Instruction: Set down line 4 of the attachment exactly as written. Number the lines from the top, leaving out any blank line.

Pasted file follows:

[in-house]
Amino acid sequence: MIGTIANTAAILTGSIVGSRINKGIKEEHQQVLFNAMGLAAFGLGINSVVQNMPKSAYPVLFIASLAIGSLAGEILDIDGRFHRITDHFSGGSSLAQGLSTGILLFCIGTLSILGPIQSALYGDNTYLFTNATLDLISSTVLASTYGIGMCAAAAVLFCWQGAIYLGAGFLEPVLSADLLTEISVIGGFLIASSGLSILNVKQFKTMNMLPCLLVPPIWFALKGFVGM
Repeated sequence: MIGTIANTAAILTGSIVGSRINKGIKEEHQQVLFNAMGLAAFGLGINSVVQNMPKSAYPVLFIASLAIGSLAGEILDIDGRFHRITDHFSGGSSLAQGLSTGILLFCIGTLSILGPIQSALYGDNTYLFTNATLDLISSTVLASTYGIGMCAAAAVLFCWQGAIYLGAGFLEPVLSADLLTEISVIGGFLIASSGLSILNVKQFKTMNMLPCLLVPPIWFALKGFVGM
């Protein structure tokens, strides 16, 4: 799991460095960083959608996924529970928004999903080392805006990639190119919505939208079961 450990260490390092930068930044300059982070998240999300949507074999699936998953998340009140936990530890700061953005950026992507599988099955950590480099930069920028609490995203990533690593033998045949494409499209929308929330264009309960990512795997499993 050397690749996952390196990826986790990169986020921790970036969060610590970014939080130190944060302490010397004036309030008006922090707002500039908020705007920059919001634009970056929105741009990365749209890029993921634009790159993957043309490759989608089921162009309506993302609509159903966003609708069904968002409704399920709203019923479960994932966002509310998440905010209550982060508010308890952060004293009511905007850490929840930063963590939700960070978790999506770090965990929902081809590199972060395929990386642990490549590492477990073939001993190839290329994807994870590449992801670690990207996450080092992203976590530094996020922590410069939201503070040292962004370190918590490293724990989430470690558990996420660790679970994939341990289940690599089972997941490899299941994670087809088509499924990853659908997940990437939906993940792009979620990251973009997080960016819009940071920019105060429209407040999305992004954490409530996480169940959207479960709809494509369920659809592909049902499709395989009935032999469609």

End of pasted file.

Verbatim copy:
């Protein structure tokens, strides 16, 4: 799991460095960083959608996924529970928004999903080392805006990639190119919505939208079961 450990260490390092930068930044300059982070998240999300949507074999699936998953998340009140936990530890700061953005950026992507599988099955950590480099930069920028609490995203990533690593033998045949494409499209929308929330264009309960990512795997499993 050397690749996952390196990826986790990169986020921790970036969060610590970014939080130190944060302490010397004036309030008006922090707002500039908020705007920059919001634009970056929105741009990365749209890029993921634009790159993957043309490759989608089921162009309506993302609509159903966003609708069904968002409704399920709203019923479960994932966002509310998440905010209550982060508010308890952060004293009511905007850490929840930063963590939700960070978790999506770090965990929902081809590199972060395929990386642990490549590492477990073939001993190839290329994807994870590449992801670690990207996450080092992203976590530094996020922590410069939201503070040292962004370190918590490293724990989430470690558990996420660790679970994939341990289940690599089972997941490899299941994670087809088509499924990853659908997940990437939906993940792009979620990251973009997080960016819009940071920019105060429209407040999305992004954490409530996480169940959207479960709809494509369920659809592909049902499709395989009935032999469609």